Muhammad Sharjeel ( Department of Ophthalmology, Mufti Mehmood Teaching Hospital, Gomal Medical College, Dera Ismail Khan, Pakistan; )
Usama Iqbal ( Department of Ophthalmology, DHQ Teaching Hospital, Gujranwala Medical College, Gujranwala, Pakistan; )
Aamna Jabran ( Department of Ophthalmology, DHQ Teaching Hospital, Gujranwala Medical College, Gujranwala, Pakistan; )
Asif Mehmood ( Department of Ophthalmology, Rehman Medical College, khyber Pakhtunkhwa, Pakistan; )
Memona Mohiuddin ( College of Optometry and Allied Vision Sciences, King Edward Medical University, Lahore, Pakistan. )
September 2022, Volume 72, Issue 9
Efficacy of single dose dermatological 0.1% Tacrolimus Ointment in the treatment of vernal keratoconjunctivitis
Muhammad Sharjeel ( Department of Ophthalmology, Mufti Mehmood Teaching Hospital, Gomal Medical College, Dera Ismail Khan, Pakistan; )
Objective: To assess the safety of dermatological 0.1% tacrolimus ointment when used topically and its efficacy in the treatment of vernal keratoconvinctivtis.
Method: The quasi-experimental, multi-centre study was conducted at the Gujranwala Medical College/District Headquarters Teaching Hospital, Gujranwala, and the Gomal Medial College/Mufti Mehmood Teaching Hospital, Dera Ismail Khan, Pakistan, from July 2019 to March 2020, and comprised patients of severe vernal keratoconvinctivtis. Symptoms and clinical signs were graded on a pre-devised scale. Patients were given small amount of tacrolimus 0.1% ointment applied to the inferior conjunctival fornix before going to bed. The duration of treatment was 3 months and the patients were followed up for up to 6 months. Data was analysed using SPSS 20.
Results: Of the 50 patients, 30(60%) were males and 20(40%) were females. The overall mean age was 10.64±3.199 years. Mean symptom score and clinical signs score gradually reduced on each follow-up (p<0.05). Mild recurrence was noted in 12(24%) patients who were managed with lubricants and anti-histamine topical drops. No complication was noted.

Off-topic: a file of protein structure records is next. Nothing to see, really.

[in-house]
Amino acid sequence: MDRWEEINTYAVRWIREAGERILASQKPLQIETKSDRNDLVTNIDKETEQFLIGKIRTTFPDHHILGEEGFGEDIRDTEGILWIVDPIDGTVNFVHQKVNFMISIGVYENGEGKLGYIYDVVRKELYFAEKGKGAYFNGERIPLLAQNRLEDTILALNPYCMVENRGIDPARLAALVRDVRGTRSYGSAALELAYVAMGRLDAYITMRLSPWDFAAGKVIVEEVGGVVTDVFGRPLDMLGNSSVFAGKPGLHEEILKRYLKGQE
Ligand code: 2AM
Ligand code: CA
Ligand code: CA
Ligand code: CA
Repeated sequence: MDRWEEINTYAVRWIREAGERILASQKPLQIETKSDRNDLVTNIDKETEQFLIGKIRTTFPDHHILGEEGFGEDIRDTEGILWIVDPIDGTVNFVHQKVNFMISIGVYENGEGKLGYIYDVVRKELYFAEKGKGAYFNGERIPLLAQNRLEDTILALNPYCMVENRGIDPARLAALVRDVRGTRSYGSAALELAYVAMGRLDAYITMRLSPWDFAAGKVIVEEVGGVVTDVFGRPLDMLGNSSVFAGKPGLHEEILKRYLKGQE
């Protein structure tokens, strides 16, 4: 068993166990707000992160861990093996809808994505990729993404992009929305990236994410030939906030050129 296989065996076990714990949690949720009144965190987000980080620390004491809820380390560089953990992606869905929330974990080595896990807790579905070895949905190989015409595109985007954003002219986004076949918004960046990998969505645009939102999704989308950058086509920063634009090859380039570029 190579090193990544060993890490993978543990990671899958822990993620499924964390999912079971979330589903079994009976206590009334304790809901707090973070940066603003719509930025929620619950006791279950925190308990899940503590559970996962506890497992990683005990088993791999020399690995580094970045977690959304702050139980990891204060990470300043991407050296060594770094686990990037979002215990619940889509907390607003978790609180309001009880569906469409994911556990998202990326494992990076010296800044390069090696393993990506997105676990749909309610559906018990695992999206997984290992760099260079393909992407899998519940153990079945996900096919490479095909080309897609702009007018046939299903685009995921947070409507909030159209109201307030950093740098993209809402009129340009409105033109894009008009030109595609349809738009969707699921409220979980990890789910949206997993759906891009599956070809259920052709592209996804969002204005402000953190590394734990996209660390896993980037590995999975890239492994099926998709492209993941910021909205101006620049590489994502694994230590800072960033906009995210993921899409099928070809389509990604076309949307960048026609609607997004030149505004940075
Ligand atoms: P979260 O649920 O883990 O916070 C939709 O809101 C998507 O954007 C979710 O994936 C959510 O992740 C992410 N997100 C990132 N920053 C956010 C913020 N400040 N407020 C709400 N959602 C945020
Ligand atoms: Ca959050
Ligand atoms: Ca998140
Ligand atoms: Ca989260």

Conclusion: Tacrolimus 0.1% was found to be effective and safe in the treatment of severe refractory vernal keratoconvinctivtis even when given once a day.
Clinical Trial Registration: Chinese Clinical Trial Registry Id: ChiCTR2000031929 link: www.chictr.org.cn/hvshowproject.aspx?id=28053
Keywords: Allergic, Conjunctivitis, Tacrolimus, Topical administration, Anti-allergic agents, Dermatologic agents, Efficacy.
(JPMA 72: 1694; 2022)
Tacrolimus is a macrolide obtained from bacteria streptomyces tsukubaensis. It was reported by the Japanese back in 1984, and has since carried the code number FK-5061 as it binds to FK-506-binding proteins in T-lymphocytes and inhibits calcineurin activity. It was among the initial immunosuppressants introduced. After its discovery, trials were initiated related to transplant rejection.2 Various studies were also conducted to evaluate its safety and effectiveness in ophthalmology.3 In 1989, it was first reported that tacrolimus suppressed corneal graft rejection in rabbits.4 Dermatological preparations are approved by the United States Food and Drug Administration (FDA) for the treatment of atopic dermatitis. They are available in two strengths 0.03% and 0.1%.5 These dermatological preparations are used off-label in ophthalmology, but have been reported to be safe and effective.3,5
Allergic conjunctivitis is a broad term that includes seasonal allergic conjunctivitis, perennial allergic conjunctivitis, vernal keratoconjunctivitis (VKC) and atopic keratoconjunctivitis. VKC is a unique disorder in this category. It is a chronic bilateral, inflammatory condition which more commonly affects young male patients.6
Activated cluster of differentiation-4 (CD4) + T-lymphocytes are seen in increased number in VKC patients. These predominantly involve T helper type 2 (Th2) cells. There is also increased levels of inflammatory cytokines, including interleukin-3 (IL-3), IL-4 and IL-5.7
There is no definitive gold standard treatment for VKC. Patients should be monitored closely during the disease course and treatment plan should be designed for individual patients. Different options available include antihistamines, mast cell stabilisers, non-steroidal anti-inflammatory drugs (NSAIDs), corticosteroids, cyclosporine and tacrolimus.6,7